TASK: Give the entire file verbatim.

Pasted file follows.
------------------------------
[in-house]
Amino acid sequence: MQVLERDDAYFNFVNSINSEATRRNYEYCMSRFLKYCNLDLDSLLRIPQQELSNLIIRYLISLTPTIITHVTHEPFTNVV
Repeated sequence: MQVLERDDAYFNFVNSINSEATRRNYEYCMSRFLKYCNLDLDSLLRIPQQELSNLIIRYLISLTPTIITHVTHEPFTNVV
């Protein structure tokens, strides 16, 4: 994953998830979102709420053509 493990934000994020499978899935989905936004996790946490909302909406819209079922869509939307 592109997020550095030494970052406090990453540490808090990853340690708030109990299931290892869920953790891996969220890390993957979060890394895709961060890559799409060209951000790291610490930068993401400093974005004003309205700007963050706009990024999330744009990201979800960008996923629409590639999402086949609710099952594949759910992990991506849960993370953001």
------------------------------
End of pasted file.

[in-house]
Amino acid sequence: MQVLERDDAYFNFVNSINSEATRRNYEYCMSRFLKYCNLDLDSLLRIPQQELSNLIIRYLISLTPTIITHVTHEPFTNVV
Repeated sequence: MQVLERDDAYFNFVNSINSEATRRNYEYCMSRFLKYCNLDLDSLLRIPQQELSNLIIRYLISLTPTIITHVTHEPFTNVV
């Protein structure tokens, strides 16, 4: 994953998830979102709420053509 493990934000994020499978899935989905936004996790946490909302909406819209079922869509939307 592109997020550095030494970052406090990453540490808090990853340690708030109990299931290892869920953790891996969220890390993957979060890394895709961060890559799409060209951000790291610490930068993401400093974005004003309205700007963050706009990024999330744009990201979800960008996923629409590639999402086949609710099952594949759910992990991506849960993370953001």